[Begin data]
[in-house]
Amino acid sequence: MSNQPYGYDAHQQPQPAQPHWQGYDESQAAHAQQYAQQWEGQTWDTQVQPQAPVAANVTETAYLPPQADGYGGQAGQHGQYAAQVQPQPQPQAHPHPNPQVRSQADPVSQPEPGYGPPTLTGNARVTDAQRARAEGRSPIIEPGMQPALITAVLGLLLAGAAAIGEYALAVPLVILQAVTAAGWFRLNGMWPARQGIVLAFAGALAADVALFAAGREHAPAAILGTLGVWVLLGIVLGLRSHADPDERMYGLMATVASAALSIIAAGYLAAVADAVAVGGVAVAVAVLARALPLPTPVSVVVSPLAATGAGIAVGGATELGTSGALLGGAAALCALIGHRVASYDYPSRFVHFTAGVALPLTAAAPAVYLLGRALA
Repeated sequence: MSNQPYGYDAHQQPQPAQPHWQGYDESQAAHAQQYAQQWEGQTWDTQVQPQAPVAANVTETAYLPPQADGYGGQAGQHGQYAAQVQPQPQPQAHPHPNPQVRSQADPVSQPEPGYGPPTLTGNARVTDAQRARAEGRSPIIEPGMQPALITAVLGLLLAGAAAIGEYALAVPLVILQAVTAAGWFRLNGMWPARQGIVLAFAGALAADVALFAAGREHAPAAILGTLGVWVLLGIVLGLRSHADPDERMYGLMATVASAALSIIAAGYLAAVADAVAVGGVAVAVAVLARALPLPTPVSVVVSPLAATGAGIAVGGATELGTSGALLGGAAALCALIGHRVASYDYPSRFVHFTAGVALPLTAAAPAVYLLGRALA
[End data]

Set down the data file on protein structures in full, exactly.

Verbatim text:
[in-house]
Amino acid sequence: MSNQPYGYDAHQQPQPAQPHWQGYDESQAAHAQQYAQQWEGQTWDTQVQPQAPVAANVTETAYLPPQADGYGGQAGQHGQYAAQVQPQPQPQAHPHPNPQVRSQADPVSQPEPGYGPPTLTGNARVTDAQRARAEGRSPIIEPGMQPALITAVLGLLLAGAAAIGEYALAVPLVILQAVTAAGWFRLNGMWPARQGIVLAFAGALAADVALFAAGREHAPAAILGTLGVWVLLGIVLGLRSHADPDERMYGLMATVASAALSIIAAGYLAAVADAVAVGGVAVAVAVLARALPLPTPVSVVVSPLAATGAGIAVGGATELGTSGALLGGAAALCALIGHRVASYDYPSRFVHFTAGVALPLTAAAPAVYLLGRALA
Repeated sequence: MSNQPYGYDAHQQPQPAQPHWQGYDESQAAHAQQYAQQWEGQTWDTQVQPQAPVAANVTETAYLPPQADGYGGQAGQHGQYAAQVQPQPQPQAHPHPNPQVRSQADPVSQPEPGYGPPTLTGNARVTDAQRARAEGRSPIIEPGMQPALITAVLGLLLAGAAAIGEYALAVPLVILQAVTAAGWFRLNGMWPARQGIVLAFAGALAADVALFAAGREHAPAAILGTLGVWVLLGIVLGLRSHADPDERMYGLMATVASAALSIIAAGYLAAVADAVAVGGVAVAVAVLARALPLPTPVSVVVSPLAATGAGIAVGGATELGTSGALLGGAAALCALIGHRVASYDYPSRFVHFTAGVALPLTAAAPAVYLLGRALA